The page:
Indonesia's Geological Agency said it has yet to collect adequate data to determine whether the eruptions of the Anak Krakatau volcano caused, or partly caused, the high waves on Saturday night that crashed into houses and other buildings in the coastal areas in the western tip of Java and southern tip of Sumatra.
Indonesia's disaster management agency BNPB said the tsunami was caused by "an undersea landslide resulting from volcanic activity on Anak Krakatau", and was exacerbated by an abnormally high tide because of the current full moon.
Indonesian Tsunami Expert Association chairman Gegar Prasetya said that based on the meteorological data, there was no earthquake or storm on Saturday and, therefore, the tsunami was linked to the activities of Mount Anak Krakatau in the Sunda Strait.
It was likely caused by a flank collapse, triggered by the increasing geological activities of the volcano, he added.
"The eruption of Anak Krakatau potentially had made the slope unstable and then the flank collapsed," Dr Gegar told The Straits Times.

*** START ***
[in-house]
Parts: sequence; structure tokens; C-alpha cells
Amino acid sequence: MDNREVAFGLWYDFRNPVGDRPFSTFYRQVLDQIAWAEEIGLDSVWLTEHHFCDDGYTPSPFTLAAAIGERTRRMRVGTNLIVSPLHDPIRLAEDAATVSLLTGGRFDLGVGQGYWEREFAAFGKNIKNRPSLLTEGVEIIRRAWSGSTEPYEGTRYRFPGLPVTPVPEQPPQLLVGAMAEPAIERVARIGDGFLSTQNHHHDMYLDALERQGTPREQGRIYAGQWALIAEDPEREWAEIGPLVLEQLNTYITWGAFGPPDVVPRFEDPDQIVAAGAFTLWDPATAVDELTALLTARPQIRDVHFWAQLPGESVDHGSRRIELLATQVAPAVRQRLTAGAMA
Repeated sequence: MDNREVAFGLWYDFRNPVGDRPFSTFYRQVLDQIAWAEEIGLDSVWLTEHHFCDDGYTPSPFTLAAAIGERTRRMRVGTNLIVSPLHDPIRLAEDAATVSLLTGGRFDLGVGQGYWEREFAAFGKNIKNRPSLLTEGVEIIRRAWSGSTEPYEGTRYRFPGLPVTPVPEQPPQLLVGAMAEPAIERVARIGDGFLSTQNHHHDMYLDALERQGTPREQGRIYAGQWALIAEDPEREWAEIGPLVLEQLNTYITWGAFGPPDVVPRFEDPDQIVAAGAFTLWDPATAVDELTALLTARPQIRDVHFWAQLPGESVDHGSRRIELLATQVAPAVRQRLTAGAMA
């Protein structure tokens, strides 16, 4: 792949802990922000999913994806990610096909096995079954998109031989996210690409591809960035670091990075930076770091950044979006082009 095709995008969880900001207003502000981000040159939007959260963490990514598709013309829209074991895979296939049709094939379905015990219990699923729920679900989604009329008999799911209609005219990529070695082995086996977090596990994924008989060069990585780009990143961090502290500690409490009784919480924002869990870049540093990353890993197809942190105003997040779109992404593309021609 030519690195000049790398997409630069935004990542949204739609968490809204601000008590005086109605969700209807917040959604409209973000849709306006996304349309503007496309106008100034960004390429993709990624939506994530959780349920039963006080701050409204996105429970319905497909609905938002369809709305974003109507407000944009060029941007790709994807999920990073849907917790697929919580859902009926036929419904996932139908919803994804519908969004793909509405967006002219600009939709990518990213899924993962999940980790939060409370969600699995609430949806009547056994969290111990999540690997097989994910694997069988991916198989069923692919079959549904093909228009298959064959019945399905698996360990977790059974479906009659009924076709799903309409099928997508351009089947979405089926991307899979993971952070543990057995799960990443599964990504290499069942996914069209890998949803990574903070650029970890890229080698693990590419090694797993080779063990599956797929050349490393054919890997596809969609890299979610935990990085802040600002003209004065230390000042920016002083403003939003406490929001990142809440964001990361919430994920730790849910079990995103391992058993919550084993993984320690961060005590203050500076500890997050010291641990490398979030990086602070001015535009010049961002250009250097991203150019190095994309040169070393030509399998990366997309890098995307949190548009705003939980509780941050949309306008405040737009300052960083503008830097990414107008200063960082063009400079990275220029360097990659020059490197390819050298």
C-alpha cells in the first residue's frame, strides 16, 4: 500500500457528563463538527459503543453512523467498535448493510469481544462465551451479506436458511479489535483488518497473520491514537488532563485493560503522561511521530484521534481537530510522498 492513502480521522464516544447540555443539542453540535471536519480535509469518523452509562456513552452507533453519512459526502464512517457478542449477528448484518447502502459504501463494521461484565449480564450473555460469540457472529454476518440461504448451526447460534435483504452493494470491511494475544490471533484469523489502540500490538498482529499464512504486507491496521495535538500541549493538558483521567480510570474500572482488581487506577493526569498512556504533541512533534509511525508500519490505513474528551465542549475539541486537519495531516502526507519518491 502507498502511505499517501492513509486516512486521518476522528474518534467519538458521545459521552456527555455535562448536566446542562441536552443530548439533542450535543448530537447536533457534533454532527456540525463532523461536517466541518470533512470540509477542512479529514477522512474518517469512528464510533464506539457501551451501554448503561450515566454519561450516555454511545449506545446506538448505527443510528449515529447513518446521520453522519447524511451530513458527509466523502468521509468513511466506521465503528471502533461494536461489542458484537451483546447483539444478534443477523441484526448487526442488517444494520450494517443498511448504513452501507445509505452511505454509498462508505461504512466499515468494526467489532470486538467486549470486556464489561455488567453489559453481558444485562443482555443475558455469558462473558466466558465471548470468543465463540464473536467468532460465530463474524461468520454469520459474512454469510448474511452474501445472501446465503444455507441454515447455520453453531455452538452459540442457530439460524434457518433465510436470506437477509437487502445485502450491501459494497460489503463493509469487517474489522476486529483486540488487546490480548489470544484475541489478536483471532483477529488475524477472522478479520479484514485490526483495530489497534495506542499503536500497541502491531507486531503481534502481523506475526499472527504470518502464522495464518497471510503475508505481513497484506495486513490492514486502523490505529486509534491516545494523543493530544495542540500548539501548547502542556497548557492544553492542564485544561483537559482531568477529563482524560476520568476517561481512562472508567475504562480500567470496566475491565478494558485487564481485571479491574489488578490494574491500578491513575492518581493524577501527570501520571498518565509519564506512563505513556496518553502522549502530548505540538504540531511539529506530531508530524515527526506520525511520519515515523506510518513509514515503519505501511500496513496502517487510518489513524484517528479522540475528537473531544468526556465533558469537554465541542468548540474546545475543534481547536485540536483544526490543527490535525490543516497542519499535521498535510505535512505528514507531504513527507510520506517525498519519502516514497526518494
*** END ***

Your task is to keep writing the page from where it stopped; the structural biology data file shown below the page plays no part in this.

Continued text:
He further said that such a tsunami might have occurred in the past as part of the formation process of Anak Krakatau, but the incident was unmonitored and no casualties were recorded, as local people did not erect buildings close to the seashore.
Going forward, the Meteorology, Climatology and Geophysics Agency must enhance its early warning system by covering phenomena other than tectonic earthquakes, Dr Gegar added.
But the head of Indonesia's Geological Agency, Mr Rudi Suhendar, said that such high waves might not be related to Anak Krakatau's volcanic activity. "From a volcanology point of view, such chances are small," Mr Rudi told The Straits Times by telephone.
"Anak Krakatau's eruption yesterday measured at amplitude 58 and an eruption of such measurement did not happen only (on Saturday)," he said, adding that Anak Krakatau has been acting up since end-June.
Anak Krakatau, or Child of Krakatau, emerged in the Sunda Strait around 1928 from the caldera, or huge hollow, formed by the Krakatau volcano after its massive eruptions in 1883.
Anak Krakatau was initially a bump on the sea bed before it surfaced above sea level, and it has since gradually developed into what it is now, Mr Rudi explained.
"Its perfect conical shape today is owing to this gradual development," he added, stressing that Saturday night's tsunami could be attributed solely to bad weather. "There are two schools of thought currently regarding Saturday night."
Mr Rudi's agency is waiting out the bad weather in the area, which is currently also marked by pouring rain, to carry out further assessment to determine what caused the calamity.
"The weather is not favourable now, our team cannot get good visuals," he said.